16. Wim van Acker Says:

    @15 as to the “two thirds of the refined products exported”: that is the overall figure. The percentage is zero for the heavy fractions (asphalt, heavy bunker oil) which are sold locally because it is not economically feasible to transport those long distance; and the percentage is therefore higher than 67% for the gasoline, diesel and aviation fuel. So really not much supply of those fuels to the U.S. market.

  17. Rey Says:

    #8 kit Tesla Giga Shanghai will have 2millipn production installed soon Giga Berlin 500,000 minimum, Giaga Texas will have 1.5 to 2 million , Fremont already @ 600,000 units , you do the math, these are conservative estimates,target date by 2025-26, How many BEVs does GM dreams of making ? 26 like last qtr is an easy number LOL

  18. Rey Says:

    #13 lambo, you should interview Bob Putz as AD has dropped the ball. GM dreams being #1 in BEVs @ 26 sold last qtr, in 2021 and less than what Tesla makes in one month worldwide Mary Barra really knows how to lie. LOL

  19. Kit Gerhart Says:

    17j VW Group are the ones increasing EV production at the fastest rate, but yeah, I don’t expect them, or anyone else to catch up with Tesla in EV production in the next few years. Does Tesla really plan to build 1.5-2M in Texas, though?

  20. Albemarle Says:

    19 As Tesla ramps up volumes and prices, is there sufficient market around the world for these similar looking expensive cars? They are no longer head turners or conversation starters. It will be interesting.

  21. Lambo2015 Says:

    18 You really should do some research on Bob before continuing to just regurgitate one quote. A quote that maybe has been proven to be untrue today, but was most likely true at the time. You might be interested to know he also said, “the electrification of the automobile is inevitable”. in Jan 2008.=
    You might also find it very easy to just be the Tesla cheerleader that you are without having to bring GM into it. You obviously dislike GM and that’s fine IDC but not really sure why you continue to make the comparison unless you feel GM is really a threat. I would think your comments would compare Tesla with other pure EV manufacturers like Rivian or Nio which would illustrate your point probably even more.
    Just some food for thought.

  22. Kit Gerhart Says:

    20 It seems that Tesla are ramping up prices while they can, because for now, people are willing to pay $47K for a base model 3 and $63K for a base Model Y. I suspect my Corvette will be worth a lot more in 15 years than a Model Y that cost the same, and will need a new very expensive battery.

  23. Bob White Says:

    Ford’s expected profit with Rivian has been evaporating since their shares are locked for 6 months after the IPO.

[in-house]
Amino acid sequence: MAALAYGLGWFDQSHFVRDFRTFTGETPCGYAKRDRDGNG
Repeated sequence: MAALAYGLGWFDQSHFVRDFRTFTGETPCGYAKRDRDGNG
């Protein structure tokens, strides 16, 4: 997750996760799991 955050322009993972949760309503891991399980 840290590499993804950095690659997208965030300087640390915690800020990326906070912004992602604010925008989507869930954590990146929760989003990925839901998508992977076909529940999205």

24. wmb Says:

    #17&18.) I’ve said it before and I’ll say it again, every individual OEM success with BEVs (be it one sell or thousands), is a success for the industry! Every automaker, be it yesterday or tomorrow, that builds an EV only helps that market grow and grow faster. There is no need to poop-poop companies, be they upstarts or legacy manufacturers, because we are not fans of them. The more companies that enter the market, the more choice the consumer has and the more incentive our favorite company has to innovate and rise to meet the new challenge! Rey you point at GM for only selling a few EV compared to Tesla. While that may be true, I would not be surprised if GM sell more vehicles in just North America, then Tesla does around the world! They are just not electric. Why does that make a difference? You kniw Rey! Because custbuy billions of more ICE vehicles, then they currently do EVs. Tesla is doing great things and making a-lot-of-money doing it, that goes without saying. Yet, when you compare the amount of products that GM puts out around the world and the level of quality that they do it in, what Tesla is doing with their excellent BEVs is just a drop in the bucket! If you can hold GM’s feet to the fire for the couple of EVs they’ve sold, turn about is far play, so one could ask how successful has Tesla been at making ICE vehicles? That’s crazy talk! Believe me, the leaders at GM have more important things to do then JUST BUILD EVs. While it maybe okay to critique their choices, since we are all members of the buying public that they are supposed to be marketing their produce to, to berate them because they’re not our favorite or that because they’re competing against our favorite brand is ridiculous!

    Allow me to demonstrate the difference: As much as I love BMWs (my initials are BMW in reverse), to combat the Mercedes EQS (with its Hyperscreen) and Lucid Air (with its 400 to 500 miles of range [I'm not including the Tesla Model S and it's Plaid version, since they are not luxury cars, but are expensive because EV tech is expensive]), a windscreen TV and a little better then 300 miles of range?!?! If BMWs are suppose to be driver focused vehicles, why would they a television in their vehicle? To keep the couch potato entertained in the backseat?? Why put the tv in the i7? Wouldn’t that have been better to go in the iX? It seems that BMW is deviating from their brands mission statement on purpose, with their full size BEV sedan. As if to make their ICE version more attractive to their core audience.

  25. Kit Gerhart Says:

    24 It seems that the whole idea of luxury cars has been subverted to mean expensive, and/or fast. To me, a luxury car is quiet, comfortable, rides well, and has real wood, leather, maybe wool carpet, and is very attractive inside. It seems that “luxury” has come to mean quick quarter mile times, as with Tesla, and fast and very expensive, as with Lamborghini and Ferrari. By some people’s definition, my Corvette is a luxury car, because it cost almost $70K. The seats are comfortable, and the interior is attractive, in a sporty sort of way, but it is kind of noisy at highway speed. There is no way I would consider it a luxury car. Neither is a $100K+ Tesla Plaid a luxury car, with an interior no nicer than a top trim Camry or Accord. The S Plaid is a high performance large hatchback, not a luxury car.